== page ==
The Eight Circuit similarly ruled on a case in which there were no challenges raised to the reliability or relevance of the expert evidence offered to support class certification – which is the focus of a Daubert review. See In re Zurn Pex Plumbing Products Liability Litigation (8th Cir. 2011). The parties “agree[d] that [the experts] are well qualified in their respective fields and that they used generally recognized and reliable methodologies,” but they disagreed as to whether “the district court should determine at the class certification stage, and before merits discovery has even commenced, whether or not the expert opinions will ultimately be admitted at trial.” Id. The Eighth Circuit approved of what it referred to as the District Court’s "’tailored’" Daubert analysis, which “examined the reliability of the expert opinions in light of the available evidence and the purpose for which they were offered.” Id. (emphasis added).

This “tailored” analysis approved by the Eighth Circuit really does sound similar to the “full” review defined by the Seventh Circuit, i.e., that ‘’[t]he court must also resolve any challenge to the reliability of information provided by an expert if that information is relevant to establishing any of the Rule 23 requirements for class certification,” American Honda, 600 F. 3d at 816 (emphasis added). It also sounds similar to the standard set forth by the Ninth Circuit, i.e., “[a]t the class certification stage, it is enough that [the expert] presented scientifically reliable evidence tending to show that a common question of fact … exists with respect to all members of the class,” Dukes, 603 F. 3d 571 at 602 (emphasis added).

In an unpublished opinion, the Eleventh Circuit has agreed with the Seventh Circuit’s standard set forth for determining admissibility of expert evidence at the class certification stage, but it seemingly has gone further to explicitly state that the district court is required to determine the weight of conflicting expert evidence in a “Daubert-like critique” when conflicting expert testimony is offered to challenge the methodology and qualifications of a proffered expert. See Sher v. Raytheon Co., No. 09-15798 (11th Cir. 2011). The Eleventh Circuit acknowledged that the question before it – determination of the weight of expert evidence - was not the same as that before the Seventh Circuit in American Honda – determination of the admissibility of expert evidence. Id.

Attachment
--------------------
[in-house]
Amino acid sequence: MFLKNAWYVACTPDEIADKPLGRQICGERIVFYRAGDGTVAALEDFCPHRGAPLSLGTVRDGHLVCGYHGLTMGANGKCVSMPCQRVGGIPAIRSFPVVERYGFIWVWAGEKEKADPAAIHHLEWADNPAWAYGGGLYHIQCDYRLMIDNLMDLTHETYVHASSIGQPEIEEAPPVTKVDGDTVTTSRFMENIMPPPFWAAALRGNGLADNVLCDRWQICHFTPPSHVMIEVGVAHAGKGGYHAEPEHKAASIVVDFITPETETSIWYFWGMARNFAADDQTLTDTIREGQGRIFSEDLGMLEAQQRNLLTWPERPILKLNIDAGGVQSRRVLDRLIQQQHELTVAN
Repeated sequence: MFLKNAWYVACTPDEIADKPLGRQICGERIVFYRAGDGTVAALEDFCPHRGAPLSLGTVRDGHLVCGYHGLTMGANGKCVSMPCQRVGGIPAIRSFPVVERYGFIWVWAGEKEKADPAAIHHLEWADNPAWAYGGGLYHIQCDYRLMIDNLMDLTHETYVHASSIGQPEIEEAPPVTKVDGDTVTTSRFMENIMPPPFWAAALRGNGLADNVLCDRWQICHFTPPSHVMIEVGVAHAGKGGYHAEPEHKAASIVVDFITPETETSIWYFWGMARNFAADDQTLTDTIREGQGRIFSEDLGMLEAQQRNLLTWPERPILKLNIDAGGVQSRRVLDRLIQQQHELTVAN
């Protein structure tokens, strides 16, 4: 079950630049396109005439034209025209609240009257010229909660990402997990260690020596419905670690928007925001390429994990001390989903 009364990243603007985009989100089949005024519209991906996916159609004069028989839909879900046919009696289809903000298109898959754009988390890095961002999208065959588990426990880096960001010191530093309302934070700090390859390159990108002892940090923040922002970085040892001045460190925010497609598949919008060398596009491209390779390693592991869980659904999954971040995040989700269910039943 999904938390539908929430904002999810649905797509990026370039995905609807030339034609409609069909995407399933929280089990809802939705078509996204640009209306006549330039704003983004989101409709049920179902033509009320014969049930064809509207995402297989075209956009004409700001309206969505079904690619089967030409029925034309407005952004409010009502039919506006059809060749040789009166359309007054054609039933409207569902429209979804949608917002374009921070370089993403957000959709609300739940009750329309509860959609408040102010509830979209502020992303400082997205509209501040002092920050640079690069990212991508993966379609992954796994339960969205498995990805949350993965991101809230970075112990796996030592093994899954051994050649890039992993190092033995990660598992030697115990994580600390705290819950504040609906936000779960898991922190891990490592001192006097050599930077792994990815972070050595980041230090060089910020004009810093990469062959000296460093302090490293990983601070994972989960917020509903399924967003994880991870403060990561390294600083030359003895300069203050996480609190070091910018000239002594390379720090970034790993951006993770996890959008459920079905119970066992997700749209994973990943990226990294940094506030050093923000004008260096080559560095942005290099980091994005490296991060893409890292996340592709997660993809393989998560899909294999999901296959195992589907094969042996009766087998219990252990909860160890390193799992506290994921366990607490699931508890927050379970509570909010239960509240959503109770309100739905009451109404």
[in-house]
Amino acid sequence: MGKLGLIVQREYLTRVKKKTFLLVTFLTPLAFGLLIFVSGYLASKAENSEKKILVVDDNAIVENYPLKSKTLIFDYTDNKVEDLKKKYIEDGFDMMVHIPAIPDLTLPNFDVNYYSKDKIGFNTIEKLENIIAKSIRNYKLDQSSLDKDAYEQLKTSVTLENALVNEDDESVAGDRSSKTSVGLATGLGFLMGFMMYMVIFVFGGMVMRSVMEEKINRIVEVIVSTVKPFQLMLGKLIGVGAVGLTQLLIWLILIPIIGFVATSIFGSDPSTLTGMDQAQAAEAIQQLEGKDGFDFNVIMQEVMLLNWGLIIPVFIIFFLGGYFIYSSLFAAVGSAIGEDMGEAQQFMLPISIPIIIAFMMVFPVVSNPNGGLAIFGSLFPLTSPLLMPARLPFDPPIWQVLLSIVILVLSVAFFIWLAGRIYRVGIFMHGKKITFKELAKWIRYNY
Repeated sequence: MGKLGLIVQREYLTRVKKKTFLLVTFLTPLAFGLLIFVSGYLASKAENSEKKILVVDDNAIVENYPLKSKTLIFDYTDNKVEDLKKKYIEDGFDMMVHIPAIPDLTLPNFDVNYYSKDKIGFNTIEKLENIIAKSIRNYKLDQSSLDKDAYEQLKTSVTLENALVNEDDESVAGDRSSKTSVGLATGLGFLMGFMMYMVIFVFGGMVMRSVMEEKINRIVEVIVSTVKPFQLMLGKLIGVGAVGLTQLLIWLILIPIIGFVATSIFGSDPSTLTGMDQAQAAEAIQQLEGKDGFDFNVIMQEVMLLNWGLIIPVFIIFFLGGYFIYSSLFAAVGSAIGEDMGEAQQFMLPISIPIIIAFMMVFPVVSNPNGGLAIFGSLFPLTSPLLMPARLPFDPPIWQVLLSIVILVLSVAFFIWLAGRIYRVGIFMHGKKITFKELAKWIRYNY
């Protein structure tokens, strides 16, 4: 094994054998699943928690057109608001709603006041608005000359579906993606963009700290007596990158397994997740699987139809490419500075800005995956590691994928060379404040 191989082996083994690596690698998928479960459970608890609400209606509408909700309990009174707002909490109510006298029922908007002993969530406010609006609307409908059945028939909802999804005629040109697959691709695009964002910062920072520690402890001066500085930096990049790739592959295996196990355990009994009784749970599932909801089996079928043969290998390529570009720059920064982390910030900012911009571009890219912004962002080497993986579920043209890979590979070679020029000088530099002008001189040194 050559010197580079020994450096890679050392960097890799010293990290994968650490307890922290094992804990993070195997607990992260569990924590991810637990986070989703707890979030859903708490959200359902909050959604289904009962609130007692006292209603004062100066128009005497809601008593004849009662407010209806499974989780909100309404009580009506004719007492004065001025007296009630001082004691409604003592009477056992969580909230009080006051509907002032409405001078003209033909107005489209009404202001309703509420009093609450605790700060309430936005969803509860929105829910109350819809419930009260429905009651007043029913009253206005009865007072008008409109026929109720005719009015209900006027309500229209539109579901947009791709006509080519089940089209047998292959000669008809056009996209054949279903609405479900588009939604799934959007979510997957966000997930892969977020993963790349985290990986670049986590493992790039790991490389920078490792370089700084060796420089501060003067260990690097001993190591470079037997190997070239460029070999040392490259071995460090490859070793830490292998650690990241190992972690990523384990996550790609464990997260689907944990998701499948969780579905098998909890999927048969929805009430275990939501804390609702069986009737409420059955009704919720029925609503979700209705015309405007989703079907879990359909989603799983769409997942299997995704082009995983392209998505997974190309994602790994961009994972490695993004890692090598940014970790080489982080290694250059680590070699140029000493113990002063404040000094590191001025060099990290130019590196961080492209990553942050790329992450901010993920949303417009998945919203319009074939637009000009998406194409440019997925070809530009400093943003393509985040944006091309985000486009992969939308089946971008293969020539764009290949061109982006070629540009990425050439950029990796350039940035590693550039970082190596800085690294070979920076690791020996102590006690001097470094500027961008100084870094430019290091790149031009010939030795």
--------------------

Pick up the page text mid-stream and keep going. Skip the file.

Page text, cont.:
All-in-all, it seems that in the face of a direct challenge to the scientific reliability of expert evidence proferred in support of class certification, each of these Circuits will require a determination to be made at that point, regardless of whether the determination is coined a full or tailored Daubert review. The Supreme Court’s dictum in Wal-Mart Stores, Inc. v. Dukes, 131 S. Ct. 2541 (2011) indicates that the Circuit Courts are on the right track in applying Daubert at the class certification stage, although the extent of the Daubert review required is not clear. The Supreme Court simply stated “[t]he District Court concluded that Daubert did not apply to expert testimony at the certification stage of class-action proceedings. 222 F.R.D., at 191. We doubt that is so….” Id. at 2553 – 54.